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Published by Dove Christian Publishers
P.O. Box 611
Bladensburg, MD 20710-0611
Copyright © 2017 by Thomas Nye
Cover photo by Robyn Rasmussen
Cover Design by Raenita Wiggins
All rights reserved. No part of this publication may be used or reproduced without permission of the publisher, except for brief quotes for scholarly use, reviews or articles.
Library of Congress Control Number: 2017951981
Printed in the United States of America
To my wife, Shari.
Thank you for standing by my side while I learn what it means to be a husband, father, and grandfather.
“This is ridiculous, our family spending a week at Amish Park!” Pete shouted.
“Why do you have to yell everything?” his wife asked. She stood in front of a large mirror surrounded by lights, putting on eyeliner. Pete stopped packing his suitcase and looked at Lisa. She had straightened her long black hair; her skin was dark from the tanning beds she often visited. Her wrists, neck, and ears sparkled with jewelry. For a split second, his mind flashed back to how she looked during high school. Back then, Lisa, a softball pitcher, always wore her hair in a ponytail and never wore makeup. She didn’t seem to be the same person anymore.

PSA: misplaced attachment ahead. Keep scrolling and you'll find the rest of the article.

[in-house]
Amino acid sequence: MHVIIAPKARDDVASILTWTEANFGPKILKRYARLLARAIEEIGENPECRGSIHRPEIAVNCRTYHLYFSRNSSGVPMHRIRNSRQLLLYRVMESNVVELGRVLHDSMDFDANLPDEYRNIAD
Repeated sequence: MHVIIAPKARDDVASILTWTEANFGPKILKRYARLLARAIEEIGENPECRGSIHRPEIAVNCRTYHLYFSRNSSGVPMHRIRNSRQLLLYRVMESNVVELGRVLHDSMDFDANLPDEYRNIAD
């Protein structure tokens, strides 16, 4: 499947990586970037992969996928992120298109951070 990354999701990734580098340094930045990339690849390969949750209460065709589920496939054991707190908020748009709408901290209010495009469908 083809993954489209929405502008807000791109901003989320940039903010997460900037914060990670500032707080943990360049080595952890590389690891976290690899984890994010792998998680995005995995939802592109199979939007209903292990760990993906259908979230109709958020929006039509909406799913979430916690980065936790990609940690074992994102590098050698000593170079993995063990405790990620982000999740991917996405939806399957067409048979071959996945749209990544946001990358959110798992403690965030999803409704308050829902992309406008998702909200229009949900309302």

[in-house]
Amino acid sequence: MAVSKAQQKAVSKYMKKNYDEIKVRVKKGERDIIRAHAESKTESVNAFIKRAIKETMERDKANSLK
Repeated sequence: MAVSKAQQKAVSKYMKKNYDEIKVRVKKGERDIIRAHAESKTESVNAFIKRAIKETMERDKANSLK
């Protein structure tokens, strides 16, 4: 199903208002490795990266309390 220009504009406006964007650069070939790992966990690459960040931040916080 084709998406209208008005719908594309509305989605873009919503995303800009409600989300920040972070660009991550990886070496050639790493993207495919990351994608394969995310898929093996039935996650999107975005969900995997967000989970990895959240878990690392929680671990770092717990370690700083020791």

“I’m not yelling!” he shouted. “And why don’t you ever look at me when we are having a conversation?”
“We don’t have conversations; we fight,” Lisa said, without looking away from her mirror.
“I’m trying to have a conversation with you right now!”